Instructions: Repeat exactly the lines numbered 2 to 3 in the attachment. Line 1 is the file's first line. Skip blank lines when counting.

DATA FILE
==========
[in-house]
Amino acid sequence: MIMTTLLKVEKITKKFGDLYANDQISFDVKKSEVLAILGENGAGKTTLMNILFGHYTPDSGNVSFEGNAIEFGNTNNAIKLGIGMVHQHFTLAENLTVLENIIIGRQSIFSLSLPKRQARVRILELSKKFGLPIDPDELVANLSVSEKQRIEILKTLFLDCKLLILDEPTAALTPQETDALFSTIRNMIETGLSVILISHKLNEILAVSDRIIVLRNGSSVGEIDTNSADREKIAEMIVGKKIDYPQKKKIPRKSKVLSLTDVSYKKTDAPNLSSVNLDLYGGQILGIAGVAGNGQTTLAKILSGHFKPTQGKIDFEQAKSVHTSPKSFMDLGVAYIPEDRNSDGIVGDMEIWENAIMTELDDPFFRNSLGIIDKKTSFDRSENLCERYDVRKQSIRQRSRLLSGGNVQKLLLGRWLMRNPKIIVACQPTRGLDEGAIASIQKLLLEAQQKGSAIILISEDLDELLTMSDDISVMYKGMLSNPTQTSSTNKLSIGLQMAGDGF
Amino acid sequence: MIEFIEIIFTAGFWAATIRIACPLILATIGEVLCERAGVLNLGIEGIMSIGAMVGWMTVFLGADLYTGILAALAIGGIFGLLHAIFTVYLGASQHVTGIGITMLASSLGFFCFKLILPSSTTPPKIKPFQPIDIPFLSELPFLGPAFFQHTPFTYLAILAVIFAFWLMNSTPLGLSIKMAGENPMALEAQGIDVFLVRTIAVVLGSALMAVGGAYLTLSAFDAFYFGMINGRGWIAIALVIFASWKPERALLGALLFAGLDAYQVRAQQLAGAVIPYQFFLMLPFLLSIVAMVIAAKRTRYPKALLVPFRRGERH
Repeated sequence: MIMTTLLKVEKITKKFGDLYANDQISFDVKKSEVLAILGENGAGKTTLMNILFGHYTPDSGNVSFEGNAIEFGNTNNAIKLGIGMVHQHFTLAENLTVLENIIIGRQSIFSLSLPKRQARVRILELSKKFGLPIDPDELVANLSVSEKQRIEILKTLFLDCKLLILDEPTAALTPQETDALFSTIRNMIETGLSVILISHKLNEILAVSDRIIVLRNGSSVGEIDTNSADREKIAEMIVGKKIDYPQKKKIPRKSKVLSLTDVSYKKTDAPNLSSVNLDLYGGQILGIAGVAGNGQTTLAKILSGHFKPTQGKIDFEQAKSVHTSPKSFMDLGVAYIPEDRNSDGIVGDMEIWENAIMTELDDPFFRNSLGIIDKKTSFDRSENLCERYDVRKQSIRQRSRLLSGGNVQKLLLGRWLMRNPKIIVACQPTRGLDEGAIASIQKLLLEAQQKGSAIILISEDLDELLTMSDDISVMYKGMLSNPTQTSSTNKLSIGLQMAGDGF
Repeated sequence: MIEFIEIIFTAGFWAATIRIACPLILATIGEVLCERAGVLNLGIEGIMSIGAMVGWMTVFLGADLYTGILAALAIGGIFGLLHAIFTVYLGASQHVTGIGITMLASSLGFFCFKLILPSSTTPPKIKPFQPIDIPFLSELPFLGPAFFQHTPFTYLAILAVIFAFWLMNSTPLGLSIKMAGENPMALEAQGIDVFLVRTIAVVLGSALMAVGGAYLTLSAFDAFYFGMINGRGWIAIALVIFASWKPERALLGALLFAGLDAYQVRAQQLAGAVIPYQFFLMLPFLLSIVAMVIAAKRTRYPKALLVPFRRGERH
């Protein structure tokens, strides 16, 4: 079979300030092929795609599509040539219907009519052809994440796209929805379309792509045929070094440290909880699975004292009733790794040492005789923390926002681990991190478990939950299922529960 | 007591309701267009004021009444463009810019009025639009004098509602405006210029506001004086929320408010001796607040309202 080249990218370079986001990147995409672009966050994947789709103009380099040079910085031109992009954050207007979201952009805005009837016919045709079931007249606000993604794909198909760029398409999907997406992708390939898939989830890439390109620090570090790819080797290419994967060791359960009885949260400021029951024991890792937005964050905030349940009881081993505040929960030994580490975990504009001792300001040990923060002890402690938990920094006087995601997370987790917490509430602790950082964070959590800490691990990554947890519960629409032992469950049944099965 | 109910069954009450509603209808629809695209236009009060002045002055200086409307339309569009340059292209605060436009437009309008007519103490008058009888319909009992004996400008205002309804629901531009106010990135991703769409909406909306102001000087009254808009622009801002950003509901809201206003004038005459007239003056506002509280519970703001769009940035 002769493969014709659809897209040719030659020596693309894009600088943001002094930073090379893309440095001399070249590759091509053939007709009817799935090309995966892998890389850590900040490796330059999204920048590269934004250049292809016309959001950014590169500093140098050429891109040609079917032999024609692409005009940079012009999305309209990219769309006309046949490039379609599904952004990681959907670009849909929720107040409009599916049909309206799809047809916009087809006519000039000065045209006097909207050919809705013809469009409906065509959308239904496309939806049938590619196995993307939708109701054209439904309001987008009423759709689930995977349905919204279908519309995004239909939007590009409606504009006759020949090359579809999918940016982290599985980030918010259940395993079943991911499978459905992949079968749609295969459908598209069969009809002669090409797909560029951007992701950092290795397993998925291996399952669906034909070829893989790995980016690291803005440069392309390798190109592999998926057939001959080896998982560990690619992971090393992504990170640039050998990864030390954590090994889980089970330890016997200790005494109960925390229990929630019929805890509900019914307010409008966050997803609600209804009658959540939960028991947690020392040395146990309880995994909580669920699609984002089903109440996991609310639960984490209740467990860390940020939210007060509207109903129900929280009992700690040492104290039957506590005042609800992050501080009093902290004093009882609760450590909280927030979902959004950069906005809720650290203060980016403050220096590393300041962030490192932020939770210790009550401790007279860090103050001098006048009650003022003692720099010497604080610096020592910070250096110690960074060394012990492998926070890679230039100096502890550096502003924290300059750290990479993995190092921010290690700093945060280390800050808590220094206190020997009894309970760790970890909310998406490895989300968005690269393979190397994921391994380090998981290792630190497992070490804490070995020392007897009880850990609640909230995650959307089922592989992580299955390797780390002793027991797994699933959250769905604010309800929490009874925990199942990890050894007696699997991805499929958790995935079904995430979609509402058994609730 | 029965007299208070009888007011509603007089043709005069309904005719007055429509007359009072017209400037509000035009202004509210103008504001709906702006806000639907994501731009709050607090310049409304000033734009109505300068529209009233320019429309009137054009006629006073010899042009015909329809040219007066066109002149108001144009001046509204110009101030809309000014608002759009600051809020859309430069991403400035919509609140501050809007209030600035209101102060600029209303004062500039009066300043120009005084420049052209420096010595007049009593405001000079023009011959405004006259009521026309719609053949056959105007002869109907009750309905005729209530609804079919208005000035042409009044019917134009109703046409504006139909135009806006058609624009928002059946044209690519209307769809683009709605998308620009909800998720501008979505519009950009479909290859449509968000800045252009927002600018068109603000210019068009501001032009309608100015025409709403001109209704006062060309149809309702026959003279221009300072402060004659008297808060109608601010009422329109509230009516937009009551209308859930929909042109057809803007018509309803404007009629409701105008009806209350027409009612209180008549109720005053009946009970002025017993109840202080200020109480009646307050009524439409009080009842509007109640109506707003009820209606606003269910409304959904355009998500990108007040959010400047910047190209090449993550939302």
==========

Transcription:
Amino acid sequence: MIMTTLLKVEKITKKFGDLYANDQISFDVKKSEVLAILGENGAGKTTLMNILFGHYTPDSGNVSFEGNAIEFGNTNNAIKLGIGMVHQHFTLAENLTVLENIIIGRQSIFSLSLPKRQARVRILELSKKFGLPIDPDELVANLSVSEKQRIEILKTLFLDCKLLILDEPTAALTPQETDALFSTIRNMIETGLSVILISHKLNEILAVSDRIIVLRNGSSVGEIDTNSADREKIAEMIVGKKIDYPQKKKIPRKSKVLSLTDVSYKKTDAPNLSSVNLDLYGGQILGIAGVAGNGQTTLAKILSGHFKPTQGKIDFEQAKSVHTSPKSFMDLGVAYIPEDRNSDGIVGDMEIWENAIMTELDDPFFRNSLGIIDKKTSFDRSENLCERYDVRKQSIRQRSRLLSGGNVQKLLLGRWLMRNPKIIVACQPTRGLDEGAIASIQKLLLEAQQKGSAIILISEDLDELLTMSDDISVMYKGMLSNPTQTSSTNKLSIGLQMAGDGF
Amino acid sequence: MIEFIEIIFTAGFWAATIRIACPLILATIGEVLCERAGVLNLGIEGIMSIGAMVGWMTVFLGADLYTGILAALAIGGIFGLLHAIFTVYLGASQHVTGIGITMLASSLGFFCFKLILPSSTTPPKIKPFQPIDIPFLSELPFLGPAFFQHTPFTYLAILAVIFAFWLMNSTPLGLSIKMAGENPMALEAQGIDVFLVRTIAVVLGSALMAVGGAYLTLSAFDAFYFGMINGRGWIAIALVIFASWKPERALLGALLFAGLDAYQVRAQQLAGAVIPYQFFLMLPFLLSIVAMVIAAKRTRYPKALLVPFRRGERH